Issue: April/May 2006
Editorials

First Word

Trustees are the backbone of fund governance. Properly done, the job is highly demanding. That there’s far too little incentive to become a trustee impacts adversely on the whole system. Read full article...


Letters

Advice needed on outsourcing; Viva the Red Flag; Fund assets aren’t property of employer.


Retirement-Fund Reform

“Bulking” is only one aspect of costs on which National Treasury’s new discussion document is likely to focus. Consolidation of smaller funds, to cut expenses, will probably be a key recommendation in preparing a new Pension Funds Act.


RFT is a Really Foolish Tax

There’s no justification for retirement-fund tax to be retained. The reason given by Finance Minister Trevor Manuel, for reducing but not abolishing it, implies mistrust of service providers. This is not an incentive to save.Read full article...


This & That

Eskom’s Terrence Chauke takes the hot seat at the Principal Officers Association.


Law

Surprise, surprise. There’s an argument that fund trustees do not owe a fiduciary duty to fund members.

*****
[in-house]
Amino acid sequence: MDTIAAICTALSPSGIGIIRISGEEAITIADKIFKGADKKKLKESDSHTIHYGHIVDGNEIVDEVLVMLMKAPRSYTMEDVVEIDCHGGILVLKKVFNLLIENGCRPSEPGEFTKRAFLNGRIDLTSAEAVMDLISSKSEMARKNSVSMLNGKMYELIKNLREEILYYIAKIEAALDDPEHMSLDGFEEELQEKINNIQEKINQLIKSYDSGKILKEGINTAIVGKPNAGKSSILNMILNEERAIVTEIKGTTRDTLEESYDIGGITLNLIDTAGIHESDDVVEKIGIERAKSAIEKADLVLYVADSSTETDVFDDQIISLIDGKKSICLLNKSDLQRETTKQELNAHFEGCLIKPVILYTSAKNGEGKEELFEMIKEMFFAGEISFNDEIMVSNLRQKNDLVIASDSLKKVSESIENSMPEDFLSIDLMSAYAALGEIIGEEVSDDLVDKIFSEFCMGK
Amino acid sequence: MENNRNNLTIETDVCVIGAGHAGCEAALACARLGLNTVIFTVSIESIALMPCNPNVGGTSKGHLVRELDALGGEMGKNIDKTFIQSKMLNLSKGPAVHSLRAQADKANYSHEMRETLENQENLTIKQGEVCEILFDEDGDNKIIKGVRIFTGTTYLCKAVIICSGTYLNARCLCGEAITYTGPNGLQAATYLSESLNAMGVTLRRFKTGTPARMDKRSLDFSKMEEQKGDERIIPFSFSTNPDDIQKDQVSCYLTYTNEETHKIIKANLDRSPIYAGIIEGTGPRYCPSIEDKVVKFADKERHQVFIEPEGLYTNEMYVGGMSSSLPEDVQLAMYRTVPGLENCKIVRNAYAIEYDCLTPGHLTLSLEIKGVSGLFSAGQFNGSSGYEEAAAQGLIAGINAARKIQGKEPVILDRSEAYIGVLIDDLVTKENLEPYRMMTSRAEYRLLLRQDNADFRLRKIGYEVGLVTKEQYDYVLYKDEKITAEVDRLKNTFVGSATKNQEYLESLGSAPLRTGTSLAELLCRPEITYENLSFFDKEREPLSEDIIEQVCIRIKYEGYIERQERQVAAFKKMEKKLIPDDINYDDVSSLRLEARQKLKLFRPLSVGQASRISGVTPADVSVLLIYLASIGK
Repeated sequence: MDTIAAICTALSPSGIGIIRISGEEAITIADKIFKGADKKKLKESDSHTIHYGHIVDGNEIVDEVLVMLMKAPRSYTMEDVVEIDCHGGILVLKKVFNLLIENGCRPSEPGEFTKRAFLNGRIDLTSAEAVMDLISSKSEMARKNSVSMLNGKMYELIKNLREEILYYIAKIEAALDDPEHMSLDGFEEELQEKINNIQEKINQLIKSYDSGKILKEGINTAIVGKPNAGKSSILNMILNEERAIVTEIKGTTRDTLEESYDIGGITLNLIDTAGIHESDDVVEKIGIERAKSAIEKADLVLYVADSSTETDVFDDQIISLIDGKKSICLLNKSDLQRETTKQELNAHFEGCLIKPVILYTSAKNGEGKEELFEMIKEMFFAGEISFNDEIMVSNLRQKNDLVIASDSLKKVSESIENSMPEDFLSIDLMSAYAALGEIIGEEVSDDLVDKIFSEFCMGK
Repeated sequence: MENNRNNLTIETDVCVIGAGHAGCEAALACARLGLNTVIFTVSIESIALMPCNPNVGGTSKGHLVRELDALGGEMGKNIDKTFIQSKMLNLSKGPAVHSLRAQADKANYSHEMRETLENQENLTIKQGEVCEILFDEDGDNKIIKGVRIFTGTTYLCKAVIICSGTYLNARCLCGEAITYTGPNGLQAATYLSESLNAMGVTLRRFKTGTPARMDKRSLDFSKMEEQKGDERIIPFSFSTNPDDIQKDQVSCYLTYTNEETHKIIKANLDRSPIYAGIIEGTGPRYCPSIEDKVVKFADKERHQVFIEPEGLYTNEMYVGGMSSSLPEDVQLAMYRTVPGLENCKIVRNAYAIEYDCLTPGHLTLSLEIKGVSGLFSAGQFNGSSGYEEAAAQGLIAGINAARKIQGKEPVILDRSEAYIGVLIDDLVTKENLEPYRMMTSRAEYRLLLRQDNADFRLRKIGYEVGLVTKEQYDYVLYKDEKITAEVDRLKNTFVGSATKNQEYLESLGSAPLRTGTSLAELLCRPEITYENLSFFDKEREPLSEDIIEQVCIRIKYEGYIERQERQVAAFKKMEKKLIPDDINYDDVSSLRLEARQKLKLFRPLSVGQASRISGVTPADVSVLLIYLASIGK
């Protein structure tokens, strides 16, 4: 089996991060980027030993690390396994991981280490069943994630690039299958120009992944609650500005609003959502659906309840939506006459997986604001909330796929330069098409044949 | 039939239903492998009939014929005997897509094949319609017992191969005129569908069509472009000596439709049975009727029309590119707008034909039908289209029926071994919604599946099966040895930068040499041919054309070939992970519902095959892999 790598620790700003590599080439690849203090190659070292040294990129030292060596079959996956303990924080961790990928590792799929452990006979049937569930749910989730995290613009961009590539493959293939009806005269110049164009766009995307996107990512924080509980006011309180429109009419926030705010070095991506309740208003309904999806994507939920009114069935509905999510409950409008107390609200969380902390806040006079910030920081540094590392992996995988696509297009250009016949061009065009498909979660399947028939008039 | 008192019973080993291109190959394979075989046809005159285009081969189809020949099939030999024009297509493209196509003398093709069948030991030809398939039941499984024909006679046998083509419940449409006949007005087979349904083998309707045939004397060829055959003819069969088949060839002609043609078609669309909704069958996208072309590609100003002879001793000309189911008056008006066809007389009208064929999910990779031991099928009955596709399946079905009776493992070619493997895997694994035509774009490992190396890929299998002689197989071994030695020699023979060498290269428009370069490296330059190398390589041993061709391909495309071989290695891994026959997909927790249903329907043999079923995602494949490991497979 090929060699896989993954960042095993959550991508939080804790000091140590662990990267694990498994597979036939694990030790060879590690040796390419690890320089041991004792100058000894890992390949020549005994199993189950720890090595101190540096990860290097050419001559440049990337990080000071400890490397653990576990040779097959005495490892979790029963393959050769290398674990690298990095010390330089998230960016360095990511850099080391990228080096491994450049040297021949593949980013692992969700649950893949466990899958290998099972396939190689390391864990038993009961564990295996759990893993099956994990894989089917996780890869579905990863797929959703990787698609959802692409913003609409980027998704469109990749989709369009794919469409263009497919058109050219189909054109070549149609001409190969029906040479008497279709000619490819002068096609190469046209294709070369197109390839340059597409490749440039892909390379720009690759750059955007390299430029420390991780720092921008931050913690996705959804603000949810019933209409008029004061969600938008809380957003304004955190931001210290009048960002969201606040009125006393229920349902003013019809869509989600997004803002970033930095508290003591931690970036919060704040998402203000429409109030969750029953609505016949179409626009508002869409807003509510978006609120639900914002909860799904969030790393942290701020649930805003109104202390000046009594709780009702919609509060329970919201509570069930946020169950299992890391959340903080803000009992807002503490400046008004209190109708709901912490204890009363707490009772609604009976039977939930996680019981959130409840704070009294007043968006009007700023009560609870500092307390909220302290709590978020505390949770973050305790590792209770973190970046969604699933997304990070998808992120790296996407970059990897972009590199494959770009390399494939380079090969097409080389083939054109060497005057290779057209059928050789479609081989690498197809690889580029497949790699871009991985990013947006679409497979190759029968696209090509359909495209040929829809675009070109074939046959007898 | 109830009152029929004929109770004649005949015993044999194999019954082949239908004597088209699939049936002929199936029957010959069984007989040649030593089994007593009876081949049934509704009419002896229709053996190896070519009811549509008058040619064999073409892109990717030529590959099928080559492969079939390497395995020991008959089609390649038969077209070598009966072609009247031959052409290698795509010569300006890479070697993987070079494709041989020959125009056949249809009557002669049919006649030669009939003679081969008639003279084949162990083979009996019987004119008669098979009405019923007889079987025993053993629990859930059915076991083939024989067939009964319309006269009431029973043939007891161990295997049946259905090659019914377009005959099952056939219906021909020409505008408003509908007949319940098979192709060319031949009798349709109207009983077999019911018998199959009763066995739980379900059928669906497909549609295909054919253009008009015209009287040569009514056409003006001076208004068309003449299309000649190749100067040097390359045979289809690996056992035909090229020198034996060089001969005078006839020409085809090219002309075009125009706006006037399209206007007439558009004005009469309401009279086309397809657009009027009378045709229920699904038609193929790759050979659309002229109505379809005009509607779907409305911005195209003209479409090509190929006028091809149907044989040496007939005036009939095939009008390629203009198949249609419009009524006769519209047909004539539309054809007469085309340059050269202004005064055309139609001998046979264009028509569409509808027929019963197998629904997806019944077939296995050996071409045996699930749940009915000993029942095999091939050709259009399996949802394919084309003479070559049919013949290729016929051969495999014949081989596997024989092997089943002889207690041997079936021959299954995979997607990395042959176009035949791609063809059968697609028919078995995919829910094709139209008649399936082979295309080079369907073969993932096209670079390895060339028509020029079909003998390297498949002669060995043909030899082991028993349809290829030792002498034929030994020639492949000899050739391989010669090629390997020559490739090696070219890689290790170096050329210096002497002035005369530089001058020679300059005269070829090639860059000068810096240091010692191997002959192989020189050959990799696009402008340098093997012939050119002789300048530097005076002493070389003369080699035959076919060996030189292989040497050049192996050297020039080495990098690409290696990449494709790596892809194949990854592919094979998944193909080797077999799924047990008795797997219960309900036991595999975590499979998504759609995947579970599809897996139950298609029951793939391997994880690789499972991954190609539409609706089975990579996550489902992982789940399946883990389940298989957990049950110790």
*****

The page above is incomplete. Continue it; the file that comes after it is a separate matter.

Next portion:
Retirement policies

The “statement of intent”, agreed between the life offices and the finance minister, has a dark side. As a compromise, it’s probably better than nothing.


Living annuities

Tax treatment turned upside down by court decision. With a SARS appeal pending, there could be retrospective legislation if the judgment isn’t overturned.


Big Issue

Black members of collective investments, notably retirement funds, simply must be recognised for purposes of company ownership under the B-B BEE scorecard. Their ownership is no less beneficial for being “indirect”. And the Department of Trade & Industry seems now to have an open mind.


Financial Sector Charter

Dion George analyses the impact of broad-based black economic empowerment, with employment of worker funds apparently set for another evolutionary leap.


International

United States legislators and regulators prepare to act on financial advisors’ conflicts of interest. Between the lines, there’s a moral for South Africa.


Gravy

'Secret profits' that aren't so secret.

Edutorials